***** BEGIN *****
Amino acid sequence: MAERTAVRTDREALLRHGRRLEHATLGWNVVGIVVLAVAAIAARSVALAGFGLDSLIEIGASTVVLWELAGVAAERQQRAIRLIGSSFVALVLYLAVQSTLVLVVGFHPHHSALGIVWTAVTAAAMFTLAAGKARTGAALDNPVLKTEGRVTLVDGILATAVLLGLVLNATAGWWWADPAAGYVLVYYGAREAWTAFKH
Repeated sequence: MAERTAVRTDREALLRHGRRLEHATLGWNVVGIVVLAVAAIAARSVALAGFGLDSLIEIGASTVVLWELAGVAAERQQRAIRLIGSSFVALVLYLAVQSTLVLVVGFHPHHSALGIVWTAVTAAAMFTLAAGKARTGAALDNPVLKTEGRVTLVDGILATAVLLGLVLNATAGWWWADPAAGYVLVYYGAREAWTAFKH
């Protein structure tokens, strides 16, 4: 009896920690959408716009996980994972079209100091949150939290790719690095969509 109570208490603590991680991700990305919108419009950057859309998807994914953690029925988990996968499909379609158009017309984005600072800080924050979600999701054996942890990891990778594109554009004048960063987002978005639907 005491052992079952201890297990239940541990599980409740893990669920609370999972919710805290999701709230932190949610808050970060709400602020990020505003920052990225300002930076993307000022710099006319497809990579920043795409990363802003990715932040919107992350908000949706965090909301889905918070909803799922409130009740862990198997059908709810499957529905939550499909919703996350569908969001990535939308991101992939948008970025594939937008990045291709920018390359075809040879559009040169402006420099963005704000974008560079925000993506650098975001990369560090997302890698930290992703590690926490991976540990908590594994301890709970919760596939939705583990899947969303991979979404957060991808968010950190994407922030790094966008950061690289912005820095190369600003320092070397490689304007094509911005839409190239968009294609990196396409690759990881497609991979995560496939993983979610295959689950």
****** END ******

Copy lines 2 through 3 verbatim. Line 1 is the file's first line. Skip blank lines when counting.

Repeated sequence: MAERTAVRTDREALLRHGRRLEHATLGWNVVGIVVLAVAAIAARSVALAGFGLDSLIEIGASTVVLWELAGVAAERQQRAIRLIGSSFVALVLYLAVQSTLVLVVGFHPHHSALGIVWTAVTAAAMFTLAAGKARTGAALDNPVLKTEGRVTLVDGILATAVLLGLVLNATAGWWWADPAAGYVLVYYGAREAWTAFKH
């Protein structure tokens, strides 16, 4: 009896920690959408716009996980994972079209100091949150939290790719690095969509 109570208490603590991680991700990305919108419009950057859309998807994914953690029925988990996968499909379609158009017309984005600072800080924050979600999701054996942890990891990778594109554009004048960063987002978005639907 005491052992079952201890297990239940541990599980409740893990669920609370999972919710805290999701709230932190949610808050970060709400602020990020505003920052990225300002930076993307000022710099006319497809990579920043795409990363802003990715932040919107992350908000949706965090909301889905918070909803799922409130009740862990198997059908709810499957529905939550499909919703996350569908969001990535939308991101992939948008970025594939937008990045291709920018390359075809040879559009040169402006420099963005704000974008560079925000993506650098975001990369560090997302890698930290992703590690926490991976540990908590594994301890709970919760596939939705583990899947969303991979979404957060991808968010950190994407922030790094966008950061690289912005820095190369600003320092070397490689304007094509911005839409190239968009294609990196396409690759990881497609991979995560496939993983979610295959689950």